An issue I care strongly about is that of garbage in the oceans, and plastic in particular. You only need to read up on the 5 Gyres to see what I’m talking about – mountains of finely broken down plastic floating in our oceans and making its way into the food chain. So I was excited to hear that the Plastiki, a catamaran made of over 12,500 plastic bottles, had sailed across the Pacific to Sydney to raise awareness of the issue.
Since Plastiki is only in town for a little while, I figured I’d paddle in for a good water-borne view. However, it’s current mooring is not exactly open to fans in boats, so I planned an early morning mission to get in for a decent look before there were too many people around. Hugging the shoreline, I quietly paddled until I was within 50 metres, and then ducked in under the boardwalk so as to not gather any attention. Slowly and quietly I manouvered between the pylons until I was just metres away from my target.
Once there, I slowly eased up to the Plastiki for a close look at this remarkable boat. My first thought was about how small it is – it just doesn’t look like it would handle big ocean storms. But it made the trip acros the Pacific in one piece, so obviously it is deceptively strong.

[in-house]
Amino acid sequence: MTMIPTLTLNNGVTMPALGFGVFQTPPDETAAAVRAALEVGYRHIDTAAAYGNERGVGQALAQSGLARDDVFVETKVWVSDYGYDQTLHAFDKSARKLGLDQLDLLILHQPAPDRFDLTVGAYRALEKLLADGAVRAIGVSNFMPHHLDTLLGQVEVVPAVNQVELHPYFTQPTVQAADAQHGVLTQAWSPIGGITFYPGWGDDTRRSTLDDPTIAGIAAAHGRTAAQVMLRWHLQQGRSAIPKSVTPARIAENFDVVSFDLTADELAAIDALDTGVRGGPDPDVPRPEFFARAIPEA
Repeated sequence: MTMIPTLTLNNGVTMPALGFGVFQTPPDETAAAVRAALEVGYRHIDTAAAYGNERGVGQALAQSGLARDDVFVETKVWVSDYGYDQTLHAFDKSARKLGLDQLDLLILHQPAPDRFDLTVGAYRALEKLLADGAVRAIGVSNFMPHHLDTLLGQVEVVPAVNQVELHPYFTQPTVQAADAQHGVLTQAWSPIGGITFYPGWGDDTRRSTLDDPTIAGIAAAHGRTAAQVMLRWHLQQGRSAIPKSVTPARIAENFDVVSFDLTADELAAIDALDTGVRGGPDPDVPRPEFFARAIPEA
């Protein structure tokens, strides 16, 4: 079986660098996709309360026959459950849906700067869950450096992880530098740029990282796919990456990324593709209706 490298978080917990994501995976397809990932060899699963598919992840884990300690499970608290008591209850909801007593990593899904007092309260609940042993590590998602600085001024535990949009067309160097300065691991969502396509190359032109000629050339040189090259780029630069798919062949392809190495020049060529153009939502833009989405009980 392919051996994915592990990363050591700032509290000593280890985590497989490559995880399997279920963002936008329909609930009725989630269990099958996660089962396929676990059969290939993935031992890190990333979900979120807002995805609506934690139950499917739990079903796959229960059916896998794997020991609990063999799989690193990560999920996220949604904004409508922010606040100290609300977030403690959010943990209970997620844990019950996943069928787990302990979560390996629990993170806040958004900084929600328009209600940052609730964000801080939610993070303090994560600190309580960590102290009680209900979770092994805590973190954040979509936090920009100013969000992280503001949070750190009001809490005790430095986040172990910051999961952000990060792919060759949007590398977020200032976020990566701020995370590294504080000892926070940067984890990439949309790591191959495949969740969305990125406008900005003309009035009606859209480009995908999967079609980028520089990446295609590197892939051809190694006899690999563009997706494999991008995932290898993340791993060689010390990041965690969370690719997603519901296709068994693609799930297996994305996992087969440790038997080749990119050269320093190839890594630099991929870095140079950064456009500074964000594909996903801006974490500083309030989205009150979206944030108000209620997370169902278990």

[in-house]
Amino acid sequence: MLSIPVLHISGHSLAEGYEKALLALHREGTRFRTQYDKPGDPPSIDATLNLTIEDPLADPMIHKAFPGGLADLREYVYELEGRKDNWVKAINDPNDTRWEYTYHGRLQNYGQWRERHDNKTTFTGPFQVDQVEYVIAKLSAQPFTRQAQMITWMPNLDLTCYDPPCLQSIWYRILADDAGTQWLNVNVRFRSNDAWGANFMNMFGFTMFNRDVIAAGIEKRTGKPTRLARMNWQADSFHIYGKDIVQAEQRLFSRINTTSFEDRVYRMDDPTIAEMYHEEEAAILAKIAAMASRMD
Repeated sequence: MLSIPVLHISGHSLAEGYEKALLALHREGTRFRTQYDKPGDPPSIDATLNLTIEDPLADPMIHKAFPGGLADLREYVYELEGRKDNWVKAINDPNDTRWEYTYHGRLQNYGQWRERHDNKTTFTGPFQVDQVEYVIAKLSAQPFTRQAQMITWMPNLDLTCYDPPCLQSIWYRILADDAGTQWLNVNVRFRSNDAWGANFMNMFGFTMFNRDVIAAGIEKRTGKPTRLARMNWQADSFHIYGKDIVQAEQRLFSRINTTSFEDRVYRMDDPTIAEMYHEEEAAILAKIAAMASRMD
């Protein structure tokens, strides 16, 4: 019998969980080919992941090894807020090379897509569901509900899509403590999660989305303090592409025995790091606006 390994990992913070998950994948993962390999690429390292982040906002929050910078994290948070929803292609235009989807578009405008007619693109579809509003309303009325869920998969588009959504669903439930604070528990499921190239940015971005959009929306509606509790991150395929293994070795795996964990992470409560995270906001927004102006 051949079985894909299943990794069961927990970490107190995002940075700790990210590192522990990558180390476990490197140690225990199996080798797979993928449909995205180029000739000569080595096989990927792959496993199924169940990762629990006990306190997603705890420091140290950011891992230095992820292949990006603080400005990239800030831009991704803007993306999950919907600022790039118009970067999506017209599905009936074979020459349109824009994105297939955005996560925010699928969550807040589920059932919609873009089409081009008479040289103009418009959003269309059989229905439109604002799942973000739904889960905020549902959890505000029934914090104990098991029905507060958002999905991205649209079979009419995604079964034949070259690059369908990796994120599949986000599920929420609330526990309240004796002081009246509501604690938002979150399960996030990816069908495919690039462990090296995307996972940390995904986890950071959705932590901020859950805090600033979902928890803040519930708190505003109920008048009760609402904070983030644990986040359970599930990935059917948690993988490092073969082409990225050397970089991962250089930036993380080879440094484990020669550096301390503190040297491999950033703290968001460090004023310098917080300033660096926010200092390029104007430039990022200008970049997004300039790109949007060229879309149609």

Up close you can see how the plastic bottles are woven in with recycled PET plastic. It is an incredible look, this sleek sporty looking catamaran with two decent hulls made up of empty bottles and a cabin that looks like an elongated geodesic dome.
As I was studying the boat, my thoughts were interrupted by a very irate security guard who had finally seen me in the water and had unleashed a tirade that whilst hard to hear, contained the phrases “Get out of here ya mongrel…. Federal Area….. go on, keep going….. “. With that clear confirmation that my stay was no longer welcome, I put some heavy strokes into the paddle and zoomed off into the Harbour as the security guard followed down the wharf yelling abuse.
In all seriousness though, the issue of marine pollution is a very serious one. The amount of plastic bags and plastic bottles that make their way into our oceans everyday is staggering. It’s no longer possible to consider cleaning the oceans, we all have to pull back on our own levels of consumption of throw-away plastic products. There’s lots of information online on alternatives to our everyday use of these products, I urge you to do your own bit to be a part of the solution. Cheers – FP